The columnists include George Kegoro, executive director of the Kenyan Human Rights Commission; Lynne Muthoni Wanyeki, Africa director of the Open Society Foundation; and Nic Cheeseman, professor of democracy at Birmingham University.
“I resign to protest the growing infringement on media freedom. I resign to show solidarity with the voices that have been silenced. I resign because we must live our beliefs,” Cheeseman wrote on Twitter.
In a joint statement, the eight highlighted several incidents in recent years that they said pointed to meddling in the independence of the Nation Media Group (NMG).
These included the firing of a managing editor after an editorial critical of the presidency and failing to renew the contract of popular cartoonist Gado who regularly took aim at government.
Last month, NMG sacked the manager of its NTV station, Linus Kaikai, after he said there had been collusion between media owners and government to censor coverage of the mock swearing-in of opposition leader Raila Odinga, who maintained he won elections last year.
NTV and two other television stations were pulled off air for a week — despite court orders directing they be put back on — as they attempted to cover the ceremony.
The media suspension was attacked by the UN, the United States and rights watchdogs.
“A worrying pattern has emerged where it appears the executive [government] is able to influence who works for or contributes to NMG,” read the joint statement.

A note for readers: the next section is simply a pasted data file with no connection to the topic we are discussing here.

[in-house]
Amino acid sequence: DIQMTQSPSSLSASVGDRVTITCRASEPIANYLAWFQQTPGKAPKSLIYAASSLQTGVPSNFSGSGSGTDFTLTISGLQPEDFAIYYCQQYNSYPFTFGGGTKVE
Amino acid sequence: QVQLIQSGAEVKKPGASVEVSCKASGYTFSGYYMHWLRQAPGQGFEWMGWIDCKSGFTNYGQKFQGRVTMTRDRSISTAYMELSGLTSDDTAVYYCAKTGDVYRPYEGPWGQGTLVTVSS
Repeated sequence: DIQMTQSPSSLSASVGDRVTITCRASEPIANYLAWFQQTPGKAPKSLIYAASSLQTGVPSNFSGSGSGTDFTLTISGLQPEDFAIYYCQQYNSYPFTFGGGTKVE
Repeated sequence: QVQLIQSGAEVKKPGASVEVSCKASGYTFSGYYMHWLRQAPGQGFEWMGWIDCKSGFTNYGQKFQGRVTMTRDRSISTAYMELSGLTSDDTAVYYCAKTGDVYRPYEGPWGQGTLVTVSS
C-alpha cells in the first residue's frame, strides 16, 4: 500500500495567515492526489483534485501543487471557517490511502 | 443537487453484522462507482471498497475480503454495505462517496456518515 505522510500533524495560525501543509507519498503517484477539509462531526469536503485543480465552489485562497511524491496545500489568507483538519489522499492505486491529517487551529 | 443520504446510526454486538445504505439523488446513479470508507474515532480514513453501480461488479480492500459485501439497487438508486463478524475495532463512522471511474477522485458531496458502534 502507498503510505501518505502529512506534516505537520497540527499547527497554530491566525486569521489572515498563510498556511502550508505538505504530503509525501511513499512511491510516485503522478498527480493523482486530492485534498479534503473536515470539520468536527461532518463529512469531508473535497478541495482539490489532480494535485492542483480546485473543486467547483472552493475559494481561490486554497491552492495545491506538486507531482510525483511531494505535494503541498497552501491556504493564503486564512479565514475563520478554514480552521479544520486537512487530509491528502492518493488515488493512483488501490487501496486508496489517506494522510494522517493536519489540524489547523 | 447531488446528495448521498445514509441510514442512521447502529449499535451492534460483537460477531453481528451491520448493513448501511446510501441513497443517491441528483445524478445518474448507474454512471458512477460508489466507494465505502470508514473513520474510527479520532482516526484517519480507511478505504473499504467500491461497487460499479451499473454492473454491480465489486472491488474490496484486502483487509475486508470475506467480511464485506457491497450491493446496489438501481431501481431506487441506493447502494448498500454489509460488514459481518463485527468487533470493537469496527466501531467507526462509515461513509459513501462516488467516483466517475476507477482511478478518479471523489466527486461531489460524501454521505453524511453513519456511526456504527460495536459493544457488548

“Censoring individual columnists signals official intolerance for dissenting views and suggests executive willingness to go to any length — even co-opting editors — to achieve its aims.”
The NMG is the biggest private media house in East Africa, operating in Kenya, Uganda, Tanzania and Rwanda.
The group responded to the mass resignation “with regret” and assured readers they remained “committed to media freedom”.
“We wish to reiterate that overall we have honoured our obligation to respect their views and did not tamper with their positions except to correct basic errors,” the group said in a statement.
Kenya is recovering from a damaging election season in 2017 which saw a first vote overturned by the Supreme Court, and a second boycotted by Odinga who claimed the election would not be free and fair.
Protests during the crisis left at least 92 dead, mostly shot by police, according to rights activists.
In a surprise move earlier this month, President Uhuru Kenyatta and Odinga shook hands and vowed to reconcile in a bid to heal divisions — a decision which has thrown the opposition NASA coalition into disarray.